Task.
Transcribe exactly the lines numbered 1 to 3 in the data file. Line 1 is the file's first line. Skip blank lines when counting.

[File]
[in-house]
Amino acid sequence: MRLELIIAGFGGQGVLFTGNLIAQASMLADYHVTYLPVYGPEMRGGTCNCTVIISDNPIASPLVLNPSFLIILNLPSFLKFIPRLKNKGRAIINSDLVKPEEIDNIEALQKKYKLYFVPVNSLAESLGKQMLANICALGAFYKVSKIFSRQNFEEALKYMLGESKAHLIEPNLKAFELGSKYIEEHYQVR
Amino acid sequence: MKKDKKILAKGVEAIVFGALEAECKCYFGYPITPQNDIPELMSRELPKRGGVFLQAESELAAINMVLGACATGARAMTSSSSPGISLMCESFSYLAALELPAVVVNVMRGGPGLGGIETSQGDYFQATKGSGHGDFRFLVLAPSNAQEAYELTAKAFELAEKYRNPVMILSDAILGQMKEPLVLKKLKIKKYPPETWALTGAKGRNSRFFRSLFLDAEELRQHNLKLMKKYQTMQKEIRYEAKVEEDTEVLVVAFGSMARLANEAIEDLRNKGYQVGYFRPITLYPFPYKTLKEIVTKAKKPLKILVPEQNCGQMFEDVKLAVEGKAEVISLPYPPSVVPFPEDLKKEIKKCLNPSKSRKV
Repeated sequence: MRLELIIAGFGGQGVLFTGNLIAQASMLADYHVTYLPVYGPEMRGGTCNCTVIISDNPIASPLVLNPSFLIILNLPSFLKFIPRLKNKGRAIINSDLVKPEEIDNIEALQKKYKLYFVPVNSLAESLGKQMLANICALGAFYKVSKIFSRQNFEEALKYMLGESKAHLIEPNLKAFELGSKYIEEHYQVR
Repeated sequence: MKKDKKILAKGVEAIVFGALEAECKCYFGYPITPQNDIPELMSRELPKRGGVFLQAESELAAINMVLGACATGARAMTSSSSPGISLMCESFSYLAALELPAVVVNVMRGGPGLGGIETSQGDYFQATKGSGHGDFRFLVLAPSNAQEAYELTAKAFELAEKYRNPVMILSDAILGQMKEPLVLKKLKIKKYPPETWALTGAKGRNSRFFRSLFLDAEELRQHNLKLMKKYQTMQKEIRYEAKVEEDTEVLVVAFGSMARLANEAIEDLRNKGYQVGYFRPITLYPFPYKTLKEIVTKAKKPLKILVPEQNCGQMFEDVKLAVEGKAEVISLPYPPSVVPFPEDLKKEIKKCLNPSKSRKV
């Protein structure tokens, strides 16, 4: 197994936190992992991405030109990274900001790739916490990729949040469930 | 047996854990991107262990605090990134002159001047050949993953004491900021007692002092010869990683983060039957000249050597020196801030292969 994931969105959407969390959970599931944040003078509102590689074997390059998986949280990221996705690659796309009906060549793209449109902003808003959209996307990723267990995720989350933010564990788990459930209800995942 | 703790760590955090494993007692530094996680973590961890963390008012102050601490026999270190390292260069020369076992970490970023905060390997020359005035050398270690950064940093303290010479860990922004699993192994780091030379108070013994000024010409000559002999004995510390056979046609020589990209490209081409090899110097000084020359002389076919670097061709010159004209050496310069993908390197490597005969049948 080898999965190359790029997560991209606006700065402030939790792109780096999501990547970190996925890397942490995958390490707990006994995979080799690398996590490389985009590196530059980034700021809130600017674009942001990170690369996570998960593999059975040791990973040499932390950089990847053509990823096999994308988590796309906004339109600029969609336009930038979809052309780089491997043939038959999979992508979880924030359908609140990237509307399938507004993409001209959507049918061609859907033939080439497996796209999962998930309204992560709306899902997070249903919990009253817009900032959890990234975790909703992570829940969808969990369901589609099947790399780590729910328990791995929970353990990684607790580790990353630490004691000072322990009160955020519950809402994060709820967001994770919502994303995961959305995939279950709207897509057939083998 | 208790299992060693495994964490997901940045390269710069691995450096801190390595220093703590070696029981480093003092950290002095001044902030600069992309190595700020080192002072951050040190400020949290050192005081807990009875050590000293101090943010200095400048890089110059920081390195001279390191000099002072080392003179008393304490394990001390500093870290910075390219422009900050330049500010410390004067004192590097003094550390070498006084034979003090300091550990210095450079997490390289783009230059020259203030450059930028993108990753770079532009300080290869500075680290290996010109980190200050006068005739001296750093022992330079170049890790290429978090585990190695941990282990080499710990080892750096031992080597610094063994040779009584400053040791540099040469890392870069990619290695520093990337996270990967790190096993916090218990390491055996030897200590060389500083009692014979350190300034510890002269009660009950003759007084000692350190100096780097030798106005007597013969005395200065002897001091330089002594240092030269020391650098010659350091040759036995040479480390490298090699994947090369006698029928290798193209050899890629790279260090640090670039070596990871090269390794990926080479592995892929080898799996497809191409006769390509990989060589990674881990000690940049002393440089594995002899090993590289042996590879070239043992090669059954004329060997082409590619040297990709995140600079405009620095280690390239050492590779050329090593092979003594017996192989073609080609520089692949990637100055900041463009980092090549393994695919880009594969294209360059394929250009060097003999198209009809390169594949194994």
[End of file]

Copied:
[in-house]
Amino acid sequence: MRLELIIAGFGGQGVLFTGNLIAQASMLADYHVTYLPVYGPEMRGGTCNCTVIISDNPIASPLVLNPSFLIILNLPSFLKFIPRLKNKGRAIINSDLVKPEEIDNIEALQKKYKLYFVPVNSLAESLGKQMLANICALGAFYKVSKIFSRQNFEEALKYMLGESKAHLIEPNLKAFELGSKYIEEHYQVR
Amino acid sequence: MKKDKKILAKGVEAIVFGALEAECKCYFGYPITPQNDIPELMSRELPKRGGVFLQAESELAAINMVLGACATGARAMTSSSSPGISLMCESFSYLAALELPAVVVNVMRGGPGLGGIETSQGDYFQATKGSGHGDFRFLVLAPSNAQEAYELTAKAFELAEKYRNPVMILSDAILGQMKEPLVLKKLKIKKYPPETWALTGAKGRNSRFFRSLFLDAEELRQHNLKLMKKYQTMQKEIRYEAKVEEDTEVLVVAFGSMARLANEAIEDLRNKGYQVGYFRPITLYPFPYKTLKEIVTKAKKPLKILVPEQNCGQMFEDVKLAVEGKAEVISLPYPPSVVPFPEDLKKEIKKCLNPSKSRKV